nep-acc New Economics Papers
on Accounting and Auditing
Issue of 2023‒09‒25
four papers chosen by
Alexander Harin, Modern University for the Humanities


  1. Digitalisation and Subnational Tax Administration in Nigeria By Mas’ud, Abdulsalam; Mohammed, Sani Damamisau; Gimba, Yusuf Abdu
  2. The immeasurable tax gains by Dutch shell companies By Lejour, Arjan; Möhlmann, Jan; Riet, Maarten van ’t
  3. Offshore tax evasion and wealth inequality: Evidence from a tax amnesty in the Netherlands By Leenders, Wouter; Lejour, Arjan; Rabate, Simon; Riet, Maarten van ‘t
  4. Can Policy Packaging Help Overcome Pigouvian Tax Aversion? A Lab Experiment on Combining Taxes and Subsidies By Gøril L. Andreassen; Steffen Kallbekken; Knut Einar Rosendahl

  1. By: Mas’ud, Abdulsalam; Mohammed, Sani Damamisau; Gimba, Yusuf Abdu
    Abstract: Recently, there has been an expansion in the deployment of digital systems and digital IDs among taxing authorities. However, little is known about the extent to which such technologies are being adopted, or about whether the data from them is being used strategically to improve tax administration. Even less is known about this in the context of subnational tax administration, although this could be very relevant in some contexts, such as Nigeria. This study investigates the extent of the adoption and strategic usage of data from e-tax systems and digital IDs among state internal revenue services (SIRSs) in Nigeria. Data was collected through qualitative interviews conducted within the SIRSs – one from each of the country’s six geopolitical zones, and within the Federal Inland Revenue Service (FIRS). The qualitative data from the interviews was evaluated using thematic analysis. The findings revealed that there is scope for improvement in the adoption and usage of data from e-tax systems and digital IDs among the SIRSs. It was also found that the extent of adoption and strategic data usage from e-tax systems by SIRSs likely improves states’ per capita internally generated revenue (IGR), but similar insights on the impact of digital IDs have not been obtained. Lastly, it was found that there are some lessons SIRSs could learn from FIRS in terms of strategic use of data from e-tax systems and digital IDs. Specifically, SIRSs need to integrate an audit risk engine and machine learning for performing analytics into their e-tax systems, and also automate the estimation of annual credits for withholding tax suffered, tax refunds and penalties, as well as tax audit management including case selection, allocation of auditors and generating audit reports. Some policy recommendations are offered that are consistent with these findings.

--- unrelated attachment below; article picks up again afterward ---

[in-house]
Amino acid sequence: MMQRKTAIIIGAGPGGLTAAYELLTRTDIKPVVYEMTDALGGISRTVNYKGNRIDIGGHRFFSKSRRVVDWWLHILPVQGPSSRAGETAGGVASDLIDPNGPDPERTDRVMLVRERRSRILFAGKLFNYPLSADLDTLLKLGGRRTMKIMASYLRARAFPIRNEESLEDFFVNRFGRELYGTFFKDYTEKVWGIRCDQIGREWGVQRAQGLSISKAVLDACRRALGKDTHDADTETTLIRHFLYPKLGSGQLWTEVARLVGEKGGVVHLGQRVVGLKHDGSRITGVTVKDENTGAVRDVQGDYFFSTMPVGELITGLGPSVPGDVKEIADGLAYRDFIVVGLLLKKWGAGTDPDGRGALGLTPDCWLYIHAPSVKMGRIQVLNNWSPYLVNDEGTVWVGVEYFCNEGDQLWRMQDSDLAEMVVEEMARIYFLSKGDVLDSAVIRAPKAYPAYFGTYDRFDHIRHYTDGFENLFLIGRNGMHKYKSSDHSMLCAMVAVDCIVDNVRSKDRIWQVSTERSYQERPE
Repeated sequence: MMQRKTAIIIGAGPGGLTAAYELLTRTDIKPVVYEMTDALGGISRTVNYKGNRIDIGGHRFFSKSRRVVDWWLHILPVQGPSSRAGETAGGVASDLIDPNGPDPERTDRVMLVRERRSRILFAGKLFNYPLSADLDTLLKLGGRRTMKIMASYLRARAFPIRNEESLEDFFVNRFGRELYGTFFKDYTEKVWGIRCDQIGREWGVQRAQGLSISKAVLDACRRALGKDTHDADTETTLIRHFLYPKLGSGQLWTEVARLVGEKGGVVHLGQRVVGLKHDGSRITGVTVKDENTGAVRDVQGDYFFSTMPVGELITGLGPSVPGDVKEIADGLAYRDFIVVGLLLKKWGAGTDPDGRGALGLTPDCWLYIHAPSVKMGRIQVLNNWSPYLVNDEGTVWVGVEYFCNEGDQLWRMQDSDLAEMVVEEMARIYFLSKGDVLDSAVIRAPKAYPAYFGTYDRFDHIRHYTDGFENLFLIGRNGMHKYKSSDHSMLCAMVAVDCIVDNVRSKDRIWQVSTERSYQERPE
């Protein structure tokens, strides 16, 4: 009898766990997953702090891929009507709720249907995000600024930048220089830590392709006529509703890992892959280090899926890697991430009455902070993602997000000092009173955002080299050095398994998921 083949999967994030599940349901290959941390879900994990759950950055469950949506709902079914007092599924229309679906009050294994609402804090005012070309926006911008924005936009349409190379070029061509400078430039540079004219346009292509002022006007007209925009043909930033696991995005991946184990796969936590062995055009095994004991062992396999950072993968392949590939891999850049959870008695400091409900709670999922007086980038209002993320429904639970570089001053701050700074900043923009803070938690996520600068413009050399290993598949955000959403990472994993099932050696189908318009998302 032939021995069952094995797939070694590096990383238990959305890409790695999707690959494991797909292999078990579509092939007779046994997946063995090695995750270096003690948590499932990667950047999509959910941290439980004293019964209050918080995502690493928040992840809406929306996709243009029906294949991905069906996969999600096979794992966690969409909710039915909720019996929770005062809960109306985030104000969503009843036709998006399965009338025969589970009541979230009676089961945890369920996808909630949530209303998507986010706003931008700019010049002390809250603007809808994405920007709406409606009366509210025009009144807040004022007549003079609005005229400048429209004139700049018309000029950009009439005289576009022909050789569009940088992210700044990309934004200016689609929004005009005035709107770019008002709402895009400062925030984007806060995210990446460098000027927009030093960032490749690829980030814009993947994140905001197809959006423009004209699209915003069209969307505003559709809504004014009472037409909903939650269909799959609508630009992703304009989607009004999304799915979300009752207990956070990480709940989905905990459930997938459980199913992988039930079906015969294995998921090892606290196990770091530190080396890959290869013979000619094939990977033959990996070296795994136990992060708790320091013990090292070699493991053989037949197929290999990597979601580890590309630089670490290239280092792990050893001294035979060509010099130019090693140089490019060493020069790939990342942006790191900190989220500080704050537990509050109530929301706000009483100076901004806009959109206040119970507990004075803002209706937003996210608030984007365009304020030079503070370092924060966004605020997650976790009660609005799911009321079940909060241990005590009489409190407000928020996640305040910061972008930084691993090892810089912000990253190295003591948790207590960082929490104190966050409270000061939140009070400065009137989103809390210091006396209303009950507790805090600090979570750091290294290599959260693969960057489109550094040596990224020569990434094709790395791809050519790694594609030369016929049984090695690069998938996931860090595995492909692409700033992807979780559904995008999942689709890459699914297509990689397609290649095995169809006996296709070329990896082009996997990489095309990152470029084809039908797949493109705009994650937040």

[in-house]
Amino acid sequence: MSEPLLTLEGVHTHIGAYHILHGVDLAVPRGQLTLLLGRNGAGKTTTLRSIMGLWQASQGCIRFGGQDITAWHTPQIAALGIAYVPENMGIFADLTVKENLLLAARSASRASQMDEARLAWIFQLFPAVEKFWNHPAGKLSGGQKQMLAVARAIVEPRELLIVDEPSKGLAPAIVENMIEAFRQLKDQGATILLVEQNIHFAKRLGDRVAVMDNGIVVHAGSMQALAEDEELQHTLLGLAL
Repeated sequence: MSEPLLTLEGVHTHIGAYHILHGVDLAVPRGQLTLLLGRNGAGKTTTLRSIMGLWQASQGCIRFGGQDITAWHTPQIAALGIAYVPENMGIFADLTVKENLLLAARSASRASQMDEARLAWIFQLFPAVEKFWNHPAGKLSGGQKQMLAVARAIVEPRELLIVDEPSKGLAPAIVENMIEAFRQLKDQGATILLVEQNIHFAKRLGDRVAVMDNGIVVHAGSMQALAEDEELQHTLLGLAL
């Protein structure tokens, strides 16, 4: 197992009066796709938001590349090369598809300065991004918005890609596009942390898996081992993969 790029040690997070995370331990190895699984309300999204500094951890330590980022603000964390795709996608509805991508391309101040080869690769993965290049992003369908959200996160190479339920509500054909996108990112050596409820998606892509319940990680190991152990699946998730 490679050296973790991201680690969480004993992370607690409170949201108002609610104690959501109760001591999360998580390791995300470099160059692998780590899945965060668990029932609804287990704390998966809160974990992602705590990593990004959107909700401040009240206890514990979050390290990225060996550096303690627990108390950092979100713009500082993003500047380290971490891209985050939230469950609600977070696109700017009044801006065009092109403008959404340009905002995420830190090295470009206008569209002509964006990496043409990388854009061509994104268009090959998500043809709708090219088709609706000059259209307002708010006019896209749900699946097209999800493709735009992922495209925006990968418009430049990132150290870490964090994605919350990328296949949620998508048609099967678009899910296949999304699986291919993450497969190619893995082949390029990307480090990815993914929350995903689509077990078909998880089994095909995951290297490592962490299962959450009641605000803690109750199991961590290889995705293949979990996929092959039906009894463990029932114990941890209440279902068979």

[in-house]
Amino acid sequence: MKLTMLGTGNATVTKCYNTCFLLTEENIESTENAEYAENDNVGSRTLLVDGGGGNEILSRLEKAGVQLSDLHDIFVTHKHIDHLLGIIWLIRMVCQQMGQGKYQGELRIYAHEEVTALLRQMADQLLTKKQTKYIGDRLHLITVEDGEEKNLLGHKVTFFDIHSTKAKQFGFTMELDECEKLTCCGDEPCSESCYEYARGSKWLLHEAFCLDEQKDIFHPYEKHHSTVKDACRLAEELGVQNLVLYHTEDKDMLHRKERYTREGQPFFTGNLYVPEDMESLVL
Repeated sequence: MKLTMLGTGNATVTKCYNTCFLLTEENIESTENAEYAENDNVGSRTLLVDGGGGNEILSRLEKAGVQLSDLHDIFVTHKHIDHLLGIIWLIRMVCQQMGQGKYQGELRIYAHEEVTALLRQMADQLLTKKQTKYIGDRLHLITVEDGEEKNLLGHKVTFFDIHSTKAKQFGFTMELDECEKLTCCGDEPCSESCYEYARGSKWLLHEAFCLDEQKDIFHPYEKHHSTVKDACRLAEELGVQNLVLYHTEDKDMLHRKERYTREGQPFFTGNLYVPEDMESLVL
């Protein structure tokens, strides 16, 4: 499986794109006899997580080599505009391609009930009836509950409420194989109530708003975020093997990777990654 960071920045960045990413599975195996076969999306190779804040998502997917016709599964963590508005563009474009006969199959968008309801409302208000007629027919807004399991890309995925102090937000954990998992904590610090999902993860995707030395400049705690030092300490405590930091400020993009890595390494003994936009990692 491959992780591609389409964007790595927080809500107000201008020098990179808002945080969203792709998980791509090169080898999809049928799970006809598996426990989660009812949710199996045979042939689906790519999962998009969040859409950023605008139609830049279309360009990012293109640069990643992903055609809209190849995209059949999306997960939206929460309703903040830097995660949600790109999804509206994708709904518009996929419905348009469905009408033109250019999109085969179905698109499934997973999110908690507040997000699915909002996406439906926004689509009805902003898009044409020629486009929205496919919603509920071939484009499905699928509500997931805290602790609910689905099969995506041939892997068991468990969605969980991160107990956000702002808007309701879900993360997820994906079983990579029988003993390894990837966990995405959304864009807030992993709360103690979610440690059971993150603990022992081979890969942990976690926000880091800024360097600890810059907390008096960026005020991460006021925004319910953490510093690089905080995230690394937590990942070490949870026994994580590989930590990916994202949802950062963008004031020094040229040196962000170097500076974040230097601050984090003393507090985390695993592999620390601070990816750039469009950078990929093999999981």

Keywords: Finance,
    Date: 2023
    URL: http://d.repec.org/n?u=RePEc:idq:ictduk:18075&r=acc
  2. By: Lejour, Arjan (Tilburg University, School of Economics and Management); Möhlmann, Jan; Riet, Maarten van ’t
    Date: 2022
    URL: http://d.repec.org/n?u=RePEc:tiu:tiutis:164d66f5-6f5e-41be-ac22-4c0dad731695&r=acc
  3. By: Leenders, Wouter; Lejour, Arjan (Tilburg University, School of Economics and Management); Rabate, Simon; Riet, Maarten van ‘t
    Date: 2023
    URL: http://d.repec.org/n?u=RePEc:tiu:tiutis:dc537319-6adc-4b3a-8f9f-525161d428e2&r=acc
  4. By: Gøril L. Andreassen; Steffen Kallbekken; Knut Einar Rosendahl
    Abstract: Tax aversion makes it politically challenging to introduce Pigouvian taxes. One proposed solution to overcome this resistance is to package policies. Using an online lab experiment, we investigate whether combining a tax and a subsidy is perceived as more acceptable than the tax or the subsidy alone. The purpose of the policies is to reduce demand for a good with a negative externality to the socially optimal level. We find that support for a combination of a tax and a subsidy equals the simple average of support for the two instruments alone. Combining a tax and a subsidy therefore does not reduce tax aversion, other than through lower tax rates in the combinations. We also examine potential mechanisms behind the tax aversion. Participants hold more pessimistic beliefs about what share of the tax revenue they will receive when the tax is implemented alone than when it is combined with a subsidy. Furthermore, we find that the participants expect the tax to be more effective in reducing demand for the good with a negative externality than both the subsidy alone and the combinations of tax and subsidy. This belief does not, however, translate into support for the tax.
    Keywords: Pigouvian taxes, policy packaging, public support, lab experiment, tax aversion
    JEL: D72 H23 Q54 Q58
    Date: 2023
    URL: http://d.repec.org/n?u=RePEc:ces:ceswps:_10610&r=acc

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